Developer Rick Metz has built 300 homes in BG | News

Accessibility has been key to 50 years of building homes for Bowling Green real estate developer Rick Metz.

When Metz began building in 1970, the need for affordable housing defined the concept of accessibility, which evolved to include the ability for residents to age in place and use the property. Now affordability is coming back as an accessibility issue.

The company is called Rick Metz Developer and it now has over 300 homes in the Bowling Green neighborhood under its belt. It also initiated residential developments, providing various forms of neighborhood infrastructure, which other builders also used for additional housing.

“I have been building since 1970, 51 years. You know, Bowling Green is only 185 years old, so that’s over a quarter of the time Bowling Green has existed,” Metz said.

Metz said he completed Bowling Green’s first planned unit development, the Four Meadows Commons, which he modeled after developments he saw being built in Florida. The concept was affordability.

In 1979, he was able to borrow over a million dollars to finance his first subdivision project.

“I was 29 and it was the biggest loan First Federal Savings ever gave to a person,” Metz said of the former bank. “It showed a lot of confidence in a person to make that kind of commitment.”

The 70 units he has built on the property are located off West Gypsy Lane Road.

“I’m proud of that first. It has stood the test of time,” Metz said of the condominium complex. “We had a situation similar to what we have now, with the peak of inflation, with 20-21% at the end of the 1970s. It was a very difficult and trying time.”

He said the bank was working with him in a quasi-partnership situation.

Today, he said walking to Walmart is seen as a positive when people shop in the neighborhood, along with the Slippery Elm Trail.

After lower interest rates in the 1980s, his construction plans increased dramatically.

The trail was also featured in a future development, the last subdivision he built, Slippery Elm Hollow has direct ties to the trail, for which he worked with the Wood County Park District to create the concept.

“So the people who live there can ride their bikes directly on it, without ever having to take a road. The cycle path is a bit like a (cycling) highway. There are now two other developments adjacent to it, connecting it to over 150 homes,” Metz said.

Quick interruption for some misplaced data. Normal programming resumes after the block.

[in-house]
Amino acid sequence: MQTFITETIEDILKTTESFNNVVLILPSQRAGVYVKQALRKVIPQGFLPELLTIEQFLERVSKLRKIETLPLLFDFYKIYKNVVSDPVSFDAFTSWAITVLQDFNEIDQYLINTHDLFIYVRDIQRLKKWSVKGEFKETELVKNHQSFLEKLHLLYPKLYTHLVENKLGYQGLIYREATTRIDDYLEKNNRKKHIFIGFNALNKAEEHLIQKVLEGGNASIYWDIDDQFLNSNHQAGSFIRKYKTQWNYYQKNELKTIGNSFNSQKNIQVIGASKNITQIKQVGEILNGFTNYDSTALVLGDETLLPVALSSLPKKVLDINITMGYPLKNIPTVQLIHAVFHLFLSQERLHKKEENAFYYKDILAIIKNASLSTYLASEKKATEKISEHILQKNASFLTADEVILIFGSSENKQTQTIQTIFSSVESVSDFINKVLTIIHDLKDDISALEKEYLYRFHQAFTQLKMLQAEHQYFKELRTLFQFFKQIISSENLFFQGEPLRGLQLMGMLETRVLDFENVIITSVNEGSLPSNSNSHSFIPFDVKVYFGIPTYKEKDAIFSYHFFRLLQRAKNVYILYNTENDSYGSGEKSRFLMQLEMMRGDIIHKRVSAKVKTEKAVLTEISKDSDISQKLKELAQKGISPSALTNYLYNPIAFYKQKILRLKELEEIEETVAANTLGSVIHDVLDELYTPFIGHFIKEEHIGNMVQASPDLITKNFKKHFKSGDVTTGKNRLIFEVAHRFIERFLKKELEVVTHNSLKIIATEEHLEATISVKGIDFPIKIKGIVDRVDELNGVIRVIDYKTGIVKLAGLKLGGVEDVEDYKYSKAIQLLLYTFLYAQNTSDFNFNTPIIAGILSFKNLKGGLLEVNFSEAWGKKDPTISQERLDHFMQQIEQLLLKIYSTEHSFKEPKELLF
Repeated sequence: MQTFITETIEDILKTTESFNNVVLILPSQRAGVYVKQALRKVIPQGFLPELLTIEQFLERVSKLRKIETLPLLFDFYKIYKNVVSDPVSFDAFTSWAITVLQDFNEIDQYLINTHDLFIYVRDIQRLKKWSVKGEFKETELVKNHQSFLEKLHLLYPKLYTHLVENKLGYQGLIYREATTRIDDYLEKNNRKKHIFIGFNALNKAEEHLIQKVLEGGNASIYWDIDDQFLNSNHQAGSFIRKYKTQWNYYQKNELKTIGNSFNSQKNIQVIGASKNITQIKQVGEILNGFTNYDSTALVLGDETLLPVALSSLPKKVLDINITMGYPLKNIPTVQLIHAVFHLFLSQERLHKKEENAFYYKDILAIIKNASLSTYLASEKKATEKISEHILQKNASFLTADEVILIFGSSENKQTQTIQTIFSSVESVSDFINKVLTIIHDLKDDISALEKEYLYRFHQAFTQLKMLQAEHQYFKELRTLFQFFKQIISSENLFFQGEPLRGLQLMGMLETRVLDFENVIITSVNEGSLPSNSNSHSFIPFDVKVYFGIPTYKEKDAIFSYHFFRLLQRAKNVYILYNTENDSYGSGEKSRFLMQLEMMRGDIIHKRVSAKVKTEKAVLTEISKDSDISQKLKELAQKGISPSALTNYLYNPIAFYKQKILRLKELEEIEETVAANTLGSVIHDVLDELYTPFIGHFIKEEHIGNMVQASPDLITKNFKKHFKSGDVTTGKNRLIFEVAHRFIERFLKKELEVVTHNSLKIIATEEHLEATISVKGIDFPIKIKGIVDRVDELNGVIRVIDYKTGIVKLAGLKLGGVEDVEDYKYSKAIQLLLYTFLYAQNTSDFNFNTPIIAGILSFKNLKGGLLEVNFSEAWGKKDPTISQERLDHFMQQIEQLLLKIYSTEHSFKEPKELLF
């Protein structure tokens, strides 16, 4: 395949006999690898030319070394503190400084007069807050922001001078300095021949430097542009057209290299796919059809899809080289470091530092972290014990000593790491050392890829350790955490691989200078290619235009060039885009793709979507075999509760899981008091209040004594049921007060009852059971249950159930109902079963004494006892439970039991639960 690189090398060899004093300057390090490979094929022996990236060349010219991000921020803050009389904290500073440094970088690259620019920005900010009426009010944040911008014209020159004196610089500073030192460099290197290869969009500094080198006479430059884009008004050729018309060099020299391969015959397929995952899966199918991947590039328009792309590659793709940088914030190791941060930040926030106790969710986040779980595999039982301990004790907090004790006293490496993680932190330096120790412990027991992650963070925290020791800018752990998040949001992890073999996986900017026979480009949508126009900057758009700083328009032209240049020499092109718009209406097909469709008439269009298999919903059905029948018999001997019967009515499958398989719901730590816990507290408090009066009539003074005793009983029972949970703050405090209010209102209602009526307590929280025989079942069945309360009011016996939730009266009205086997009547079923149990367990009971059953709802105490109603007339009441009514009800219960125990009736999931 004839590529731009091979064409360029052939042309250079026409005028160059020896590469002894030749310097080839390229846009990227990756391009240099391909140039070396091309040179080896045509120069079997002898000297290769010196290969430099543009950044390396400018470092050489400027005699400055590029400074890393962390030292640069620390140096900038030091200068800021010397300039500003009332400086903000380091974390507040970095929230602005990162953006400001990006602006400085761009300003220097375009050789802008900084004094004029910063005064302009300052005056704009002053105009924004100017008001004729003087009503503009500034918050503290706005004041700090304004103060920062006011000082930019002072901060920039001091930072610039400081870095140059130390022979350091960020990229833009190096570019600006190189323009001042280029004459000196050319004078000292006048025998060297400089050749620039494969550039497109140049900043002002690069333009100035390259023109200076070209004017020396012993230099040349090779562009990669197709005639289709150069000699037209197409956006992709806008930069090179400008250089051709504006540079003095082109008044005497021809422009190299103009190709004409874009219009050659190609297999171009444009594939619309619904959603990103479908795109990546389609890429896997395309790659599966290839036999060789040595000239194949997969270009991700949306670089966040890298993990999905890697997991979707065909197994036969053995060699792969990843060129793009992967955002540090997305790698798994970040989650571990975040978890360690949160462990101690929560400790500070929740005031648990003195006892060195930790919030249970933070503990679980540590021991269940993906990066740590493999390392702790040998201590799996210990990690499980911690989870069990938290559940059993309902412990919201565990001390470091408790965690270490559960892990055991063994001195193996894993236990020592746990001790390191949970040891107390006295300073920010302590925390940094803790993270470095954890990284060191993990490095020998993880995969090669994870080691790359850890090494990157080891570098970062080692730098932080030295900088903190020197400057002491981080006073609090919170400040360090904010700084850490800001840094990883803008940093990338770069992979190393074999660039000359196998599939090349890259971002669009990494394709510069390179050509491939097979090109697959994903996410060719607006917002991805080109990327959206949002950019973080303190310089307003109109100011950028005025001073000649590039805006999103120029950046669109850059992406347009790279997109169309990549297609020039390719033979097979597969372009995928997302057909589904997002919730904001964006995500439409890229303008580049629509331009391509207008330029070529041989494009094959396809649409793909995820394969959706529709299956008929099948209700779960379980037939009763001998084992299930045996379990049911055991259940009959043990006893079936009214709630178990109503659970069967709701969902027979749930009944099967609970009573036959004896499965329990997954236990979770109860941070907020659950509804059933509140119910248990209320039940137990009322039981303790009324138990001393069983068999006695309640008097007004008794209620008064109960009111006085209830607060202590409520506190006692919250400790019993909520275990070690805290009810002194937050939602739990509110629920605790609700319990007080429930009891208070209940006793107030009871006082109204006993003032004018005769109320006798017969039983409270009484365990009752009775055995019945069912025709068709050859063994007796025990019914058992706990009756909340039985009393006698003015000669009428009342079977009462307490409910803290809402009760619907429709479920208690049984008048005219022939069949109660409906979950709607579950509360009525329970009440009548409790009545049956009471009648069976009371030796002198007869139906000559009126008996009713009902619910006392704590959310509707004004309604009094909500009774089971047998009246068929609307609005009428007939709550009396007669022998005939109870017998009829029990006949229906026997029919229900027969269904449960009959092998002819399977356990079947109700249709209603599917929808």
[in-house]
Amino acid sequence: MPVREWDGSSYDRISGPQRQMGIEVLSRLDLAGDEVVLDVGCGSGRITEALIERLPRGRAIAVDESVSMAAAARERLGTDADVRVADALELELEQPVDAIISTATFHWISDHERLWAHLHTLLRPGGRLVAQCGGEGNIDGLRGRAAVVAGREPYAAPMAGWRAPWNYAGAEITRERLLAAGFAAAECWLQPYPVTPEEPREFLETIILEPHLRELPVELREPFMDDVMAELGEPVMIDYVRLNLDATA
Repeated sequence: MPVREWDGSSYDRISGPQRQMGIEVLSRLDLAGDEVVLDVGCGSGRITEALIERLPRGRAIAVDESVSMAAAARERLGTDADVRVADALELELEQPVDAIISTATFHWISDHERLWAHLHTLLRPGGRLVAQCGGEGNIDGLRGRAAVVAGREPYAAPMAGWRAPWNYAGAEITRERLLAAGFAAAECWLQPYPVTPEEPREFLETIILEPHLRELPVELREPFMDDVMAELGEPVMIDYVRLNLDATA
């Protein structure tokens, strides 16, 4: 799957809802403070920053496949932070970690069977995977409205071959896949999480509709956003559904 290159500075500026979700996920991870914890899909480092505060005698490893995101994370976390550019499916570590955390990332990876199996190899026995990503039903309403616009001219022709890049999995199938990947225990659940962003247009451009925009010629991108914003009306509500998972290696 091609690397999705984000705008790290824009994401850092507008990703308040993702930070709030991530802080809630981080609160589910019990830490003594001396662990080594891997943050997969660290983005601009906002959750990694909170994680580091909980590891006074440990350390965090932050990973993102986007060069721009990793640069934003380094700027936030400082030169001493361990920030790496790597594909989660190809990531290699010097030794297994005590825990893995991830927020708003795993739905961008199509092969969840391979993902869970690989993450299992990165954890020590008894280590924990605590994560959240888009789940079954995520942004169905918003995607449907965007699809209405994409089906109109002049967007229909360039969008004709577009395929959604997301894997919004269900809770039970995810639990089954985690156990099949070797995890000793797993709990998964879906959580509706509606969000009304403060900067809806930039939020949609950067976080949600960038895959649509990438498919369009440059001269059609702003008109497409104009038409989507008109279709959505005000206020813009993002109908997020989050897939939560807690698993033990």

He said that nationally, homes on a bike path bring more value than homes on a golf course.

Between these two projects, Metz built the first 40 of 100 homes in the Ashbury Hills neighborhood in the 1990s, then built properties in Pheasant Run.

Today, he is working on a house in Stone Ridge, which he says sits on the last lot on the first floor, 25 years after he built the first house in the neighborhood.

The emerging trend he has seen in residential construction is an increased need for aging-in-place building designs.

” It’s not a secret. I know when I’m 85,” Metz said. “At the retirement home where my mother was, there were about 80 residents and all but two were in wheelchairs. It changed the way we build houses.

The last five houses he built are all wheelchair accessible. He makes sure to put full bathrooms on the first floor.

“That’s where the whole challenge lies, with the bathroom,” Metz said.

He said there have been lots of innovations to make public services accessible, such as wheelchair accessible showers, sinks and toilets that can be used by a wider variety of people who want to stay in their homes. as they age.

What Metz sees as the biggest problem for the industry is the lack of housing inventory and rapidly rising prices that have accelerated during the pandemic.

“What’s coming here is you’re going to see housing inflation the likes of which you’ve never seen in home building before. It’s started, but it’s really starting to escalate, as we see wages in factories and other businesses start to go from $12 an hour to $20 and $30 an hour. Once that takes into account the whole manufacturing process and the products they make, it will start to show up in new housing inflation,” Metz said.

He compared the cycle to what he experienced in the early 1970s.

“In this area, where we have a lot of average people with middle-class salaries, new housing is just going to exceed the price the average person can afford, and I find that very distressing,” Metz said. .

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